1. Jean-Léon Gérôme (1824-1904)
Portrait of a Woman, 1851
Oil on canvas - 92.6 x 73.7 cm
Chicago, Art Institute
Photo : Art Institute of Chicago
With the Cabanel retrospective still on in Montpellier (see article), the Musée d’Orsay is highlighting Jean-Léon Gérôme while also presenting an exhibition on Claude Monet at the Grand Palais. This is no coincidence, simply proof that French museums are finally exploring the panorama of French art without having to justify their choices. Appreciating Cabanel and Monet is perfectly understandable today. In the same way, art lovers can enjoy both Gérôme and Manet without having to apologize and yet still see the difference between the latter’s genius and the other’s talent.
This virtual long-distance juxtaposition of Cabanel-Gérôme is in fact fascinating as it shows that what is called “art pompier” does not exist. The differences between the two painters, although contemporaries and equally scorned, are much greater than those found between Monet, Sisley and Pissarro. Impressionism is a movement, Academism is not. Cabanel, we wrote (and we are not alone in our opinion ), was a late Romantic, something which Gérôme never was. Their portraits are not at all the same, those by Gérôme being, much like most of his paintings, extremely polished, very detailed, with cold colours, much closer to Ingres finally than to the Pompiers, as shown by the magnificent Portrait of a Woman from Chicago (ill. 1). In many of his historical scenes, Gérôme is an illustrator who paints, as did Doré for instance, although in an entirely different manner and this is not a criticicism as the exhibition demonstrates that Gérôme was a great painter.
2. Jean-Léon Gérôme (1824-1904)
Jerusalem or Calvary, 1867
Oil on canvas - 82 x 144.5 cm
Paris, Musée d’Orsay
Photo : Musée d’Orsay
3. Jean-Léon Gérôme (1824-1904)
The Death of Caesar, 1859-1867
Oil on canvas - 85.5 x 145.5 cm
Baltimore, Walter Arts Gallery
Photo : The Walter Arts Gallery
True, unlike Cabanel, Gérôme was violently opposed to Impressionism with which he had nothing in common, which he did not understand and which he combated. But should his painting be judged on the basis of what he did or did not espouse ? Is an unlikeable painter necessarily a bad artist ? Having disposed of any consideration which does not relate directly to art per se, let us try to look at Gérôme’s painting and appreciate it – or not – on its own merits.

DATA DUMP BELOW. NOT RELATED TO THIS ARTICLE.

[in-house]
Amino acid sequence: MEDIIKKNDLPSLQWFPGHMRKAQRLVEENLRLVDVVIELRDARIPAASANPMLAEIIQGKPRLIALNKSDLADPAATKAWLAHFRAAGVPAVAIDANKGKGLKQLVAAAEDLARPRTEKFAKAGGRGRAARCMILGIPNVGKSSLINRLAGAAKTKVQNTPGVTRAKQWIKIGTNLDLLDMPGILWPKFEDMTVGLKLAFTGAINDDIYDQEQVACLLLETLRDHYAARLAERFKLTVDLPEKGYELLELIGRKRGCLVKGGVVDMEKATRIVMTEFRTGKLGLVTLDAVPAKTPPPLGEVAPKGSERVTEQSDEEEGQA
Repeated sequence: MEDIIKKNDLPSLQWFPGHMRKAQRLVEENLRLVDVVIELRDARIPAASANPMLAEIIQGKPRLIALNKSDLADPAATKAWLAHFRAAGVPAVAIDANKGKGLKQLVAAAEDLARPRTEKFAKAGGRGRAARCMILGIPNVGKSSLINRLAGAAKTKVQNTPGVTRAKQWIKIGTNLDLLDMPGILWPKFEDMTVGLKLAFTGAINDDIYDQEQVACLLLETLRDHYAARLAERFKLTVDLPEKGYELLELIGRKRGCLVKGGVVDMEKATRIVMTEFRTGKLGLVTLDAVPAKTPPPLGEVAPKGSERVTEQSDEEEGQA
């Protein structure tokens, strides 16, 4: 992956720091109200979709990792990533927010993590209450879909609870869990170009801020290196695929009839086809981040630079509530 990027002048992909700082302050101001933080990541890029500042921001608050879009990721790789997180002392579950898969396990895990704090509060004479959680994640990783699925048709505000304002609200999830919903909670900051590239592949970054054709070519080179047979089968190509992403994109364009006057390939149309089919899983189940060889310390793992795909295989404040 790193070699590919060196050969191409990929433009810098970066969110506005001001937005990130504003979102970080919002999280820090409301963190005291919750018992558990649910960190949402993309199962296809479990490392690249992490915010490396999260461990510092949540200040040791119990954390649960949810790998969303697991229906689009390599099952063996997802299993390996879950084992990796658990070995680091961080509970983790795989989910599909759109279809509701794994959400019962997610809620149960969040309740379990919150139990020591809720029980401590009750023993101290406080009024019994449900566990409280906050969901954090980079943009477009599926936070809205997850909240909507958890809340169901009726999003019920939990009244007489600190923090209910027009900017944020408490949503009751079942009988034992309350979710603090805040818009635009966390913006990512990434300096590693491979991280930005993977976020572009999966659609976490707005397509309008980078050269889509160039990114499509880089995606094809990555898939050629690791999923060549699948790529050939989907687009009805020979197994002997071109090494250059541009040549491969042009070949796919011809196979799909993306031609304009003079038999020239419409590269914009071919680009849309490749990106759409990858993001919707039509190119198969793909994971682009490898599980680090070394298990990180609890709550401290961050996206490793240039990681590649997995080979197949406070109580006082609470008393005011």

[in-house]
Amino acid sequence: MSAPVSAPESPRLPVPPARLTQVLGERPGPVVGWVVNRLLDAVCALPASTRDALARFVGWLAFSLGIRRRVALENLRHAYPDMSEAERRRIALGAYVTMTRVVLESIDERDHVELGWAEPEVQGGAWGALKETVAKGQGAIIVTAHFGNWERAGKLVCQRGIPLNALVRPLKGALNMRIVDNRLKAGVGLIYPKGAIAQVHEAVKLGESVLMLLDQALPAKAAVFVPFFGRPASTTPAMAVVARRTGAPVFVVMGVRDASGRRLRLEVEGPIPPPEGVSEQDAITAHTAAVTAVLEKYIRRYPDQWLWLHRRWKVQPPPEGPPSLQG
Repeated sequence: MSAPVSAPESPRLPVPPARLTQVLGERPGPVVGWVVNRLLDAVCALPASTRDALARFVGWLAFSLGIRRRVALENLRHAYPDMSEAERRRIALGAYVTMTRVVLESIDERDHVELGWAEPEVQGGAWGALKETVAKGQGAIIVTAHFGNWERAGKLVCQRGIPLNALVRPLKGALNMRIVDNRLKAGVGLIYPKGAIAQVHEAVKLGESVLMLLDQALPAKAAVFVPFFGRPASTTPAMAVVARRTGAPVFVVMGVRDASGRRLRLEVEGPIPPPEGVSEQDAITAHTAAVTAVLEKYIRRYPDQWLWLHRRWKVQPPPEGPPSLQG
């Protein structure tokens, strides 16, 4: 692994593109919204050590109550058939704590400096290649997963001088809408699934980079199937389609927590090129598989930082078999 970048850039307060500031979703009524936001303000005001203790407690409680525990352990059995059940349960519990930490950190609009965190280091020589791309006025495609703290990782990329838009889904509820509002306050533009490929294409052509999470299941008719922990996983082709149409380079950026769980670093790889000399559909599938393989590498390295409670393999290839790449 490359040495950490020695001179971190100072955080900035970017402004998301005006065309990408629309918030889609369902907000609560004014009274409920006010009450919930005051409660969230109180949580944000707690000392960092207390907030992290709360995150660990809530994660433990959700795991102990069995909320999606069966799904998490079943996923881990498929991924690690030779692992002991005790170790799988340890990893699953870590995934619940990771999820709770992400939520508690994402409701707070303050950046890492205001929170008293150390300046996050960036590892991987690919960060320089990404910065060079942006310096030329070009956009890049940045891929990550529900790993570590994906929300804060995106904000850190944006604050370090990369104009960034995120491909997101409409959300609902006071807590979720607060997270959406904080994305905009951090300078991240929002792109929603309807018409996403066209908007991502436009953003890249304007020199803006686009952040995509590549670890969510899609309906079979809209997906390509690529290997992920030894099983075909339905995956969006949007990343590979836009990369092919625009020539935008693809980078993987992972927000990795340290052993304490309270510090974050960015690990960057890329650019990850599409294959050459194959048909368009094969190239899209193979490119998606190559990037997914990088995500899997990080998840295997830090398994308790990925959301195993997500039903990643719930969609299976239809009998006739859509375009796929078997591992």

To do this, we will for once begin at the end, with a surprising canvas which does not correspond to any tradition, any previous example. This is Consummatus est (ill. 2), astutely acquired by the Musée d’Orsay in 1990. In this work, Gérôme literally invents an iconography, a skill not shared by just any artist. We see the crowd leaving Golgotha after the crucifixion, without ever witnessing Christ on the cross except for a shadow appearing in the foreground alongside the two thieves. Not only is this a new image, the narrative itself is totally original as the artist has focused on the moment following the climax of the scene, when in fact there is nothing else happening. Before this, artists would paint the Crucifixion, or the Deposition from the Cross. Here, the moment is suspended between the two. “It Is Finished”, this title could also apply in fact to The Death of Caesar (ill. 3) and to 7 December 1815, Nine o’clock in the Morning (ill. 4), depicting the execution of Marshall Ney. In these three paintings, the crime has been completed, the executioners are leaving. Consummatus Est and 7 December 1815 were presented together at the Salon of 1815 where they were roundly criticized for lack of understanding.
4. Jean-Léon Gérôme (1824-1904)
7 December 1815, Nine o’clock in the Morning. The execution of
Marshall Ney, 1867
Oil on canvas - 65.2 x 104.2 cm
Sheffield, City Art Gallery
Photo : Museums Sheffield / Bridgeman Giraudon
5. Jean-Léon Gérôme (1824-1904)
Pollice Verso, 1872
Oil on canvas - 97.5 x 146.7 cm
Phoenix, Art Museum
Photo : Art Museum de Phoenix
When attempting to rehabilitate an “official” painter from the second half of the 19th century, critics should stop insisting in associating him at all costs to “modernity” as is usually the case. But Guy Cogeval is right when speaking of Gérôme’s “audacities”. This is not an attempt to compare his art to that of the Impressionists, which would simply be ridiculous, but to underscore the radical innovation of some aspects of his painting, particularly his ties to film making, acknowledged even by his detractors. Yet the paintings we mentioned above date from the late 1860’s, his first representations of circus games from about ten years earlier and results in 1872 in Pollice Verso (ill. 5) which inspired Ridley Scott for his Gladiator. Gérôme, therefore, undeniably anticipated the birth of cinematic art, more so in fact than Cabanel. He was no doubt spurred by the advent of photography which he used extensively both for inspiration or to reproduce his paintings, as well as by the development throughout the 19th century of the painted scenes provided by dioramas and panoramas. So, Gérôme’s modernity is obvious, as it is also in his, almost, infinite repetitions of his compositions, an industry which Philippe Dagen, more pertinently than in the case of Cabanel, ties in with such contemporary practices as those employed by Koons and Murakami.
6. Jean-Léon Gérôme (1824-1904)